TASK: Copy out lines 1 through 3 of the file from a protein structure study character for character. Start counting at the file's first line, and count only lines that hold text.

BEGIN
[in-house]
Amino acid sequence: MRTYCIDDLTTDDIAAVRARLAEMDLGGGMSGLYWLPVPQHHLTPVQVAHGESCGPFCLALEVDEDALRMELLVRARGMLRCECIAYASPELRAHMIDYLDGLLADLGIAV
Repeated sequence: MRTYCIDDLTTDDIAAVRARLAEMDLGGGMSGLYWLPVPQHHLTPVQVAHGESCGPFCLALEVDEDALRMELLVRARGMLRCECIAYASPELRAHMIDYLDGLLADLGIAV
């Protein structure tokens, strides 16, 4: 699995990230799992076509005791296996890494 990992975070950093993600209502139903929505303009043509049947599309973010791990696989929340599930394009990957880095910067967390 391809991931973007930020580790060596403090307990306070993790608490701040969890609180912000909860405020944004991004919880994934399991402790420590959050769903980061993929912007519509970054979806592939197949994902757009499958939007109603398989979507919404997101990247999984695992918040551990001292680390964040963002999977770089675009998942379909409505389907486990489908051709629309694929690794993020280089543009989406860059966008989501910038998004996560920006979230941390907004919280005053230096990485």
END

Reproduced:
[in-house]
Amino acid sequence: MRTYCIDDLTTDDIAAVRARLAEMDLGGGMSGLYWLPVPQHHLTPVQVAHGESCGPFCLALEVDEDALRMELLVRARGMLRCECIAYASPELRAHMIDYLDGLLADLGIAV
Repeated sequence: MRTYCIDDLTTDDIAAVRARLAEMDLGGGMSGLYWLPVPQHHLTPVQVAHGESCGPFCLALEVDEDALRMELLVRARGMLRCECIAYASPELRAHMIDYLDGLLADLGIAV